One of the seven deadly sins is envy. Envy is when we desire what someone else has. Today, this is likely one of the single most difficult of the seven deadly sins to avoid. How can we not be envious when from the moment we pick up our phone we are exposed to the wonderful lives of our friends, family, colleagues, peers, and strangers? Their lives look so great. They seem perfect. We often ask, why can’t I have this? We tell ourselves, I could get this if I lose these extra pounds, get that raise, or save for that vacation.
The feeling consumes us. It starts as envy but it evolves into bitterness and negative energy. It eats at you. That negativity can turn into a depressive state of mind. One that causes us to feel uneasy and insecure in our own life. It could lead us down the road to frustration or resentment. Think of all the routes a little envy can take you. It’s pretty dangerous.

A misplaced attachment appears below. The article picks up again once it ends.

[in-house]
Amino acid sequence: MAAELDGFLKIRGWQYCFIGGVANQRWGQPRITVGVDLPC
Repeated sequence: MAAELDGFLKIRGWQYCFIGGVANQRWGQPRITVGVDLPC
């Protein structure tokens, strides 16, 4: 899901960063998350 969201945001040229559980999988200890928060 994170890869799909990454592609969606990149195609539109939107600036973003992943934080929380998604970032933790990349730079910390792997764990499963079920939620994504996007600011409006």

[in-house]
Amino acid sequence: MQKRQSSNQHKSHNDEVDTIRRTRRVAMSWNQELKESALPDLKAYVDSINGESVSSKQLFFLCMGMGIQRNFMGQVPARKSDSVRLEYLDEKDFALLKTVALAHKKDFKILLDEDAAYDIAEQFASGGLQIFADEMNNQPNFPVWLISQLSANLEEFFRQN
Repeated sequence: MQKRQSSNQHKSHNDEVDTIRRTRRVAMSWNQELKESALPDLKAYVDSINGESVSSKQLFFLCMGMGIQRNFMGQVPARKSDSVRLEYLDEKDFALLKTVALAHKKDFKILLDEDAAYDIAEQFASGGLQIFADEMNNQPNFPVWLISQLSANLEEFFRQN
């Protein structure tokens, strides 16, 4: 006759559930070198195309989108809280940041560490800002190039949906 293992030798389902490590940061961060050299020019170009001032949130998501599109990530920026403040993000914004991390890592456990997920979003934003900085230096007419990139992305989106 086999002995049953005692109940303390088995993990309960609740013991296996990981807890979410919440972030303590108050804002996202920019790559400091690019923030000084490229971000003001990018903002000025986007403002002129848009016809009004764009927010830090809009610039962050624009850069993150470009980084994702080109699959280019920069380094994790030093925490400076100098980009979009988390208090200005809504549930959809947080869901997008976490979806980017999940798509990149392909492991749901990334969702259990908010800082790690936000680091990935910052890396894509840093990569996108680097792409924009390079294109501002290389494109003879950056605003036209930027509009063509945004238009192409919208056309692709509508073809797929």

How do we avoid it, especially in our social media-consumed era?
First, accept the emotion, and come to terms with it. You are a regular person, and experiencing envy is completely natural.
Second, don’t run from it. Muting someone, unfollowing them, or avoiding social media all together puts a bandaid on the problem, but it doesn’t remove the innate ability to remain envious. Just because you may not see it all the time, doesn’t mean you are cured of your envy. You are masking it.
Third, do your best to flip the script and think positively about the situation. For example, you see that post of someone you just know can’t afford another trip, or you get that text from your gossiping friend saying “do you believe so and so is at it again?” Resist the lazy, negative response, and change it to a positive reply. Think of it as, “good for them, it’s nice they get to go on that trip. Hopefully, one day I’ll be able to do something similar.”
Let the person be happy. You may not agree with everything they do, but you don’t get to decide their choices, and you certainly don’t dictate their happiness. People deserve joy. Let them be.